To drive change – lead with passion and vision, not execution

If something isn’t working, change it.

As the old saying goes, “Without change, there is no change”

If you are overweight and change nothing, you don’t lose weight.

If you cannot swim, and change nothing, you will not magically learn to swim.

The same is true in business, but with the added complexity that failing to change may cause your business fail anyway.

If you know a change is needed but change nothing, then your fears about what might happen are likely to become reality by virtue of your inaction and indecision. The world doesn’t wait for anyone.

Markets don’t wait.

Competitors don’t wait.

and customers certainly don’t wait.

If you want the change to be successful though, then assign the leadership of this challenge to someone who is passionate about what can be achieved, not what exists. Find someone who is passionate about ‘what can be’, about ‘what is possible’.

Most people are fearful of change and uncertainty. This isn’t unusual, it is the normal human reaction. So for any major change is to be successful, it needs to be led by someone who is positive and passionate about what is possible.

Whatever you do, don’t give this to an ‘execution guy’. Never give change projects to plan-following-gantt-loving-box-tickers. Have them monitor the change, report on the change, manage the details of resource allocation, but never lead it. Never let these people meet those that are at the centre of the change. Keep them securely away, counting beans, updating spreadsheets and producing reports; but never let them meet people.

Take the example of a personal trainer. 

You need to be enthused about what is possible; excited by the idea of the new you; fired up to want to make the sacrifices of time, sweat and pain.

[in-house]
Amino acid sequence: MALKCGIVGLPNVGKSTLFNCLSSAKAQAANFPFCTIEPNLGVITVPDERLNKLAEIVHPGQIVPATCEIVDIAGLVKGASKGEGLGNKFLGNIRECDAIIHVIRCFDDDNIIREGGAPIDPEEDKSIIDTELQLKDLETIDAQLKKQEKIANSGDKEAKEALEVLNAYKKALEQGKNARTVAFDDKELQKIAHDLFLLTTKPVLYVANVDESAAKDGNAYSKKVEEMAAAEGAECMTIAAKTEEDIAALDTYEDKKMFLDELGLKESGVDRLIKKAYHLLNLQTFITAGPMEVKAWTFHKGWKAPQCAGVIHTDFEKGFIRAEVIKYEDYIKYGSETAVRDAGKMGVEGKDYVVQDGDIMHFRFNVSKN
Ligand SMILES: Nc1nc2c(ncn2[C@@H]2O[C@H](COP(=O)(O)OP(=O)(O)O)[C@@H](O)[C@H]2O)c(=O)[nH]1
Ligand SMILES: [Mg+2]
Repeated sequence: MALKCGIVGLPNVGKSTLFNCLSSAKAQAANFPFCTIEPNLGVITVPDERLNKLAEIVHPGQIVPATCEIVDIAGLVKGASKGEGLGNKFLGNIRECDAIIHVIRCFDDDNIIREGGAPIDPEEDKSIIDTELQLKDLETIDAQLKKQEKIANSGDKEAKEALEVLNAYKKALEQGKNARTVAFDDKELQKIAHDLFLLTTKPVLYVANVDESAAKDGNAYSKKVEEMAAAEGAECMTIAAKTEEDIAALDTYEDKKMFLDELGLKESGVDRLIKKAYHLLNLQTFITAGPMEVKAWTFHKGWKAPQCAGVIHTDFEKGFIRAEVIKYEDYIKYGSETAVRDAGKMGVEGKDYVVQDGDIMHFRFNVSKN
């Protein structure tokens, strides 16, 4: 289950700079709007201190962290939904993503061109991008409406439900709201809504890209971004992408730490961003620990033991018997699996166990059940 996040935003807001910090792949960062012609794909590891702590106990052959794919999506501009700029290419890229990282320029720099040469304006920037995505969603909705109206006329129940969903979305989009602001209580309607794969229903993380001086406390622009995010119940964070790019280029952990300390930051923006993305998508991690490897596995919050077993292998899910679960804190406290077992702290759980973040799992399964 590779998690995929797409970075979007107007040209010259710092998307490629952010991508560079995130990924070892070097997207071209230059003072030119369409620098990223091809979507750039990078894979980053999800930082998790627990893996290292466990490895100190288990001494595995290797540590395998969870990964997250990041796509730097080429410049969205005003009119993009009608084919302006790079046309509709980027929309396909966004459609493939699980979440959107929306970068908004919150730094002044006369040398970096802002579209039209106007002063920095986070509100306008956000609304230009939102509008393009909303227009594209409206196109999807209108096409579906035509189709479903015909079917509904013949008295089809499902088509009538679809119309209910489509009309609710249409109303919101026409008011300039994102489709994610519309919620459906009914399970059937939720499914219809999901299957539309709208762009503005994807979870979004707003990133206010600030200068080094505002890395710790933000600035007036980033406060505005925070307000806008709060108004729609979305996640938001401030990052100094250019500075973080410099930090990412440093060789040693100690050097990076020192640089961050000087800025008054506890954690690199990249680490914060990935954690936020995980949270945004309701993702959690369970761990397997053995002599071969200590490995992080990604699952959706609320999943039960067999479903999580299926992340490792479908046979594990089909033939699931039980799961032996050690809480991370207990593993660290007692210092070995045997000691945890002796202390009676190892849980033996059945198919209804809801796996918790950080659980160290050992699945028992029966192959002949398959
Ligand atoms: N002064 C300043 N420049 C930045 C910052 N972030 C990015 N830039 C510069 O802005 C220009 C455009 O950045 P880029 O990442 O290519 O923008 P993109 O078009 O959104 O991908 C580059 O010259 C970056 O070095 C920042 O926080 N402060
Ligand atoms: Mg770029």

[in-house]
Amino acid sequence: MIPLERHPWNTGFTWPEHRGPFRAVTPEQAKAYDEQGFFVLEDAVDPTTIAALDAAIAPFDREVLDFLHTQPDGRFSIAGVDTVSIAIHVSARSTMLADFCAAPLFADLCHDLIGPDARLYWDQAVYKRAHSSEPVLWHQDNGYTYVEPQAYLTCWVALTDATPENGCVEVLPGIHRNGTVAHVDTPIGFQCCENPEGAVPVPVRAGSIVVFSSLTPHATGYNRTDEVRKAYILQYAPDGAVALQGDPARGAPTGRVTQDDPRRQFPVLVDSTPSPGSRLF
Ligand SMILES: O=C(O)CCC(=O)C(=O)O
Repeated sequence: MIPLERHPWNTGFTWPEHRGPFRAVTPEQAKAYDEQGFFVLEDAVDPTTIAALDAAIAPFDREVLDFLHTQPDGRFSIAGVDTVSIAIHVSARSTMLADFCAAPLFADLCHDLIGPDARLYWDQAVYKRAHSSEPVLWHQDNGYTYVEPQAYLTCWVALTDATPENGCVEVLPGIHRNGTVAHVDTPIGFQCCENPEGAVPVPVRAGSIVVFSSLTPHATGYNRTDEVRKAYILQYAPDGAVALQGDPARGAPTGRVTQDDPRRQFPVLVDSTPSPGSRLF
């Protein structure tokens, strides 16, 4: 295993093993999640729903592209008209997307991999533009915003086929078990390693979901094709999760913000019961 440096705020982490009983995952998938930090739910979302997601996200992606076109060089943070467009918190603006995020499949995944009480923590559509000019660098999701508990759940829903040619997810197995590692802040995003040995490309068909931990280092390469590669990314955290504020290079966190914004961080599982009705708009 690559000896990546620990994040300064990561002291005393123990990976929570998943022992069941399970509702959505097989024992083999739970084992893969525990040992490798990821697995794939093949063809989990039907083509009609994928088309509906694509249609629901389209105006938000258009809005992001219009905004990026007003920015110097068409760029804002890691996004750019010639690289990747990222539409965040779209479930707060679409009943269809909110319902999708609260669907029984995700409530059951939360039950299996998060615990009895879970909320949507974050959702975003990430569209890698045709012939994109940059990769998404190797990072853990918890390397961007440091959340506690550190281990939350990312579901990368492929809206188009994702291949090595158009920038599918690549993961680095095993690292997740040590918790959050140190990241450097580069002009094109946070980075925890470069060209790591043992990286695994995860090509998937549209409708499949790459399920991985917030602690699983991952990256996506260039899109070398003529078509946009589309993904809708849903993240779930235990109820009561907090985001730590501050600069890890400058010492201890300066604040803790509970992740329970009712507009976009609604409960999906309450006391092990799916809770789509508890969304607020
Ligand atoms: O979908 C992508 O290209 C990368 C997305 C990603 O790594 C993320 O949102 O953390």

What you don’t want is a personal trainer that defines a functional plan, clearly outlines the sacrifices, but fails to excite you about what is possible.

Worse than that, you never want a trainer that fails to excite you about the future you, instead they demand you follow a plan of steady plan of change. Week after week, month after month … just following the plan.

One problem with this approach … It won’t work.

It isn’t that the plan doesn’t work – it is that you will not stick to it. Without a clear vision of what is possible, any initial excitement will quickly turn into resentment at the plan and the training, with the result that you stop.

You may have a bad week (and not stuck to the plan). A good trainer will not shy away from giving you honest feedback but the conversation always needs to end positively – with you back on track and focused on the goal. You need to stay focused on the goal.

So a quick tip here – if you want to get fit, learn a skill or make a life change, then find a personal trainer who is passionate about what is possible. That doesn’t mean that they cannot be honest with you, challenge you, or give you a hard time, but underneath all of this must be a positivity that change is possible and you can achieve it. They need to believe in you – even if you don’t believe in yourself at the start.

Now lets move this example to the workplace.

If we want people to embrace workplace change, we need to excite them about the goal, about what is possible. We need to address their fears, always be honest, but never step back from demonstrating positivity about the future.

All too often though, change programs are delivered as functional projects to be followed and implemented by experienced project managers in initiatives that strip any passion out from the project. Instead of exciting people with the future, they instead find an increasing need to mandate, to order and force through changes. The change may happen (eventually), but at the cost of trust, respect and integrity. The loss of these may leave a company in a worse position than before the change. They will certainly result in the loss of people that you want to keep. So, even a change project delivered to plan can be a failure, if your company is harmed by the process of going through the change.

I’m not advocating that you let the evangelist, the visionary or the maverick control the finances or manage budgeting, but don’t the accountant lead change programs either – this second is a much bigger risk than letting someone with imagination and passion get his hands on the money to make things actually happen.

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